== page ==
Commodity bottlenecks - Supply bottlenecks and rising commodity prices continue to weigh on the German economy. With far-reaching consequences: for example, some economic institutes have slightly downgraded their economic growth forecasts for 2021. And in the construction industry, many completions are likely to be forced to postpone until next year - with consequential further increases in real estate rental and purchase prices.


11 August 

Due to the Berlin’s tight residential rental market, the Berlin Senate decided that the conversion of let residential units into private condominiums cannot take place without the permission of the individual district housing office if a residential building comprises more than five units. Until early August this regulation was valid only for specific areas, from now until the end of 2025 it applies to the whole city.  At the same time, the Berlin Senate is still interested in purchasing a total of 20,000 residential apartments from their current owners Vonovia and Deutsche Wohnen. Vonovia meanwhile received clearance from Bafin (Federal Financial Supervisory Authority) to undertake a third attempt to take Deutsche Wohnen over. 

As the vaccination programme has lost some momentum and the number of new COVID-19 infections is increasing, if at a low level, there are concerns that autumn might bring another lockdown. Therefore, major retail chains and major retail unions started a pro-vaccination campaign ‘Live instead of lockdown. Get yourself vaccinated’ in shops and via social media channels and by offering vaccinations in busy locations, as an adjunct to shopping.  

Following surveys undertaken by ZEW, approximately 74% of firms in the information economy plan are to offer their employees the opportunity to work from home even post pandemic. Every second firm expects in the long term that more than 20% of their employees will work from home at least one day a week. German shipping company Hapag-Lloyd has announced it intends to implement a remote working proportion of 40%. 

27 July 

The German investment market for commercial real estate achieved a transaction volume of around €22.1 billion in the first half of 2021 of which the second quarter contributed €12.5 billion. The previous year's first-half result of just under €28.8 billion was thus missed by 23%. Compared to the H1 10-year average, however, the transaction volume is 13% higher. The largest deal so far was the sale of the ‘Fürst’, a mixed-use development on Berlin’s Kurfürstendamm to Aggregate Holdings for more than €1.2 billion. The three largest office transactions took place in Munich, including the trading of the Highlight Towers and the O2 Tower. Overall, new investment in office buildings and office developments totaled €9.4 billion and 43% of the total transaction volume.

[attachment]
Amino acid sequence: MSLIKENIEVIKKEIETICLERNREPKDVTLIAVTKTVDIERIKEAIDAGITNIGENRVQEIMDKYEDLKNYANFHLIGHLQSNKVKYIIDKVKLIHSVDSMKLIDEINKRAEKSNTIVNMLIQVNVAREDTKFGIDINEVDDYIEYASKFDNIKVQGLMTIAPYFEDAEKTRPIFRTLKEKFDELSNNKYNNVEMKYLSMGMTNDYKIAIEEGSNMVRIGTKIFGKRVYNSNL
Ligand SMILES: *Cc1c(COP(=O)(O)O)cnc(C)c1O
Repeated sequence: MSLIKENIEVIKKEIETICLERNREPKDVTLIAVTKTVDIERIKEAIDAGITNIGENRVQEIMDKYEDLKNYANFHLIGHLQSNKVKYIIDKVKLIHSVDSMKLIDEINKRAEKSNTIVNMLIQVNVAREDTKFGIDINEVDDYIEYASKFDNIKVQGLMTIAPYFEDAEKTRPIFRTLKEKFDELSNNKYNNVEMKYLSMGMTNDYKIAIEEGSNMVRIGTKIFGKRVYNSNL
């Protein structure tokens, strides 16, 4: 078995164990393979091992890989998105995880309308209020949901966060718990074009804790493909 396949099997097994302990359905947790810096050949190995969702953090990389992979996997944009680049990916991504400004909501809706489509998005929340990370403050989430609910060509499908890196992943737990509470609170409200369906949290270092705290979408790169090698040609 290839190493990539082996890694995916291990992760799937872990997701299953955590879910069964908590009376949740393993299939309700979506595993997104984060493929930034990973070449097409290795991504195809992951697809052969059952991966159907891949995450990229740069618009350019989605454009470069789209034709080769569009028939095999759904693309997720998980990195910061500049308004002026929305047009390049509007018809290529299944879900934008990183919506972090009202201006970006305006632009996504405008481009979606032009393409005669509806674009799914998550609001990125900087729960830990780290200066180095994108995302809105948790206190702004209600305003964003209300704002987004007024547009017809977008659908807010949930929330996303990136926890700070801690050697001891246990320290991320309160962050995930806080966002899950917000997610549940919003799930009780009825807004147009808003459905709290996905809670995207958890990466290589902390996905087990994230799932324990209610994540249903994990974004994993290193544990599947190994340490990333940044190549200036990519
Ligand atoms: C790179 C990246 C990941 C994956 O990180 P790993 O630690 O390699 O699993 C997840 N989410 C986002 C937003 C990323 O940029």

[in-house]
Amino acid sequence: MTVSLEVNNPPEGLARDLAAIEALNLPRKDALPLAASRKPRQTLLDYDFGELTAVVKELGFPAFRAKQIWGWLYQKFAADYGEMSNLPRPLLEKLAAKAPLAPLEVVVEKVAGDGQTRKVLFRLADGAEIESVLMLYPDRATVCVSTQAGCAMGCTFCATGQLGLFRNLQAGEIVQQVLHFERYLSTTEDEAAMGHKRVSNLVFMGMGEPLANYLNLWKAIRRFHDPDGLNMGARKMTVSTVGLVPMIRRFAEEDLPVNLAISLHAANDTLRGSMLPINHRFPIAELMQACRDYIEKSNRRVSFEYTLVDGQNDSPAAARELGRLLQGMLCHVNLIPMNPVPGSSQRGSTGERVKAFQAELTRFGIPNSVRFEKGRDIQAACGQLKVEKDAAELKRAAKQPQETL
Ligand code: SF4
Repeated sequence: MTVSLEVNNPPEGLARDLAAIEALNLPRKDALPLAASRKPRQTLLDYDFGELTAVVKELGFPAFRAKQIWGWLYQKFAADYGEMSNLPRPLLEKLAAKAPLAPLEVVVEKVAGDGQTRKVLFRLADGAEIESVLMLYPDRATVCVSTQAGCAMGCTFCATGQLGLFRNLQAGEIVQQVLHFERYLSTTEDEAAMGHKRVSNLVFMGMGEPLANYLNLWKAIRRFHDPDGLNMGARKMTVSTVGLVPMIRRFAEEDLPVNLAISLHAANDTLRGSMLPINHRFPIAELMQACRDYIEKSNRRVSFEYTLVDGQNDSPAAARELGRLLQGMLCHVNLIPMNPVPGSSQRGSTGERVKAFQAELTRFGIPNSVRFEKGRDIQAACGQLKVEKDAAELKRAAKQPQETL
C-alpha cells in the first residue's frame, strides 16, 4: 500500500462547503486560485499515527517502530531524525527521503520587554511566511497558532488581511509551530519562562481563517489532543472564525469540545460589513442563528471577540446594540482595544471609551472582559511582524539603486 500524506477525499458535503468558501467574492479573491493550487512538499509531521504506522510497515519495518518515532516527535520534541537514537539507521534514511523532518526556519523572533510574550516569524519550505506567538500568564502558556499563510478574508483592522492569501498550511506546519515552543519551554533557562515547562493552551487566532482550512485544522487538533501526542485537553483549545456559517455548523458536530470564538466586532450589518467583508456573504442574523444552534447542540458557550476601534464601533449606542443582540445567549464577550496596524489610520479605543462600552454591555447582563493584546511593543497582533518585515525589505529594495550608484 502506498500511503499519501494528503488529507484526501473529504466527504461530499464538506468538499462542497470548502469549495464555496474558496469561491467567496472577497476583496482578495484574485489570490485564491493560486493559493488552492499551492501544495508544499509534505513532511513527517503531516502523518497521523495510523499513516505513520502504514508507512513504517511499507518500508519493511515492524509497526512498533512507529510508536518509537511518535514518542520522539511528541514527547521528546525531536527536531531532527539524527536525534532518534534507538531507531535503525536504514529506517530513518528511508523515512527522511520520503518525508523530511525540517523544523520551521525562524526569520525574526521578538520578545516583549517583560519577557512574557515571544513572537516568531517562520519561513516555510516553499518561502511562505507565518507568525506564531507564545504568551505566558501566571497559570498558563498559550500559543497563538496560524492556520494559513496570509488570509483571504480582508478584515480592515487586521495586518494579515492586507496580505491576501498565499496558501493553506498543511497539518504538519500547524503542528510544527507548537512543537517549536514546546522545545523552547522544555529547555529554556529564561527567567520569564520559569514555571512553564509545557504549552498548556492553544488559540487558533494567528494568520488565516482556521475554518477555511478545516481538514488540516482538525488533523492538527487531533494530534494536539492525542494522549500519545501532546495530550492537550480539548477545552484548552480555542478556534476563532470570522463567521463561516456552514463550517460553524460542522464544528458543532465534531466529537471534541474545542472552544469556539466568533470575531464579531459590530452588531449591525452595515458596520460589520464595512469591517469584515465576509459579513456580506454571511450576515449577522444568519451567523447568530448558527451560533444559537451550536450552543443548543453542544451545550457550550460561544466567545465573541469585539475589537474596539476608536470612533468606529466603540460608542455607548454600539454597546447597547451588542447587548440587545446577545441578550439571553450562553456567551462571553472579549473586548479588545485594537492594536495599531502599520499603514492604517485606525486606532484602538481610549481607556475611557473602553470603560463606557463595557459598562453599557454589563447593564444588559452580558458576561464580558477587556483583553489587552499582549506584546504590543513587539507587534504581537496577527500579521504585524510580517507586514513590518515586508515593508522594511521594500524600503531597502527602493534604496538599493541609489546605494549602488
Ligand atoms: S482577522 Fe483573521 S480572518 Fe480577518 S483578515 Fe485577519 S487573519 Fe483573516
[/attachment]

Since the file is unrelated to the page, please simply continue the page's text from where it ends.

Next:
In the top-5 German markets, Berlin, Dusseldorf, Frankfurt, Hamburg, Munich, more than 4 million m² of new office space is under construction with 70% (2.9 million m²) of this due for completion within the next 18 months, 48% of which is pre-let. As total completion figures for 2021 and 2022 will be higher than in recent years and take-up figures are expected to be lower, the overall vacancy rate in the top-5 markets is expected to increase to 5.5% by the end of 2022. Purely speculative development projects which are not yet under construction are currently being carefully reconsidered and may be postponed.


13 July 

Since the end of June firms are no longer obliged to allow their office employees to work from home if they request it.  

Offices are becoming more populated again and, in consequence, city centres as well.  

Nevertheless, a law giving employees the right to work from home for a given number of days per annum is being considered by some political parties and Unions.  

A few large employers plan to offer spaces in regionally spread-out satellite offices to reduce commuting times while also clustering people together.  

In the first half of the year, occupiers signed new leases for a total of 1.1 million sq m of office space in the five major German markets.

The same total result was seen for the equivalent period last year, however, take-up figures in Düsseldorf and Munich are lower than 2020 while take-up increased in Frankfurt, Berlin and Hamburg.

Office vacancies increased in all five markets, most strongly in Berlin and Munich, nevertheless, vacancy rates in these markets are still below 4%, while Frankfurt’s vacancy rate is now 8.1%.  

Prime rents range from €28.50 per sq m in Dusseldorf to €46.00 per sq m in Frankfurt. 


01 July 

Last week, the revised national climate protection law passed the Bundestag and Bundesrat and in addition the Government agreed the National Climate Protection Crash Programme 2022.  

Germany has committed to being climate-change-neutral by 2045 with carbon emissions to be cut by 65% compared to their 1990 level by 2030.  

This means decarbonisation of real estate stock and eco-friendly new construction will become more or less a must, as carbon emissions of buildings are not to exceed 67 million tonnes; compared to 210 million tonnes in 1990.  

However, the law did not include measures to make photovoltaic roof arrays obligatory for new developments.  

In addition, the extra carbon price paid for fossil fuel heating of dwellings remains 100% borne by the tenants, proposals to split the costs between landlord and tenant were rejected.  

The elections for the German Bundestag will take place in three months, and in recent weeks the political parties have discussed and agreed their manifestos, almost all including carbon footprint reduction measures and measures to control residential rental growth rates.  

Meanwhile, in Berlin a petition on holding a referendum on introducing compulsory acquisition of large residential property companies achieved the required number of signatures.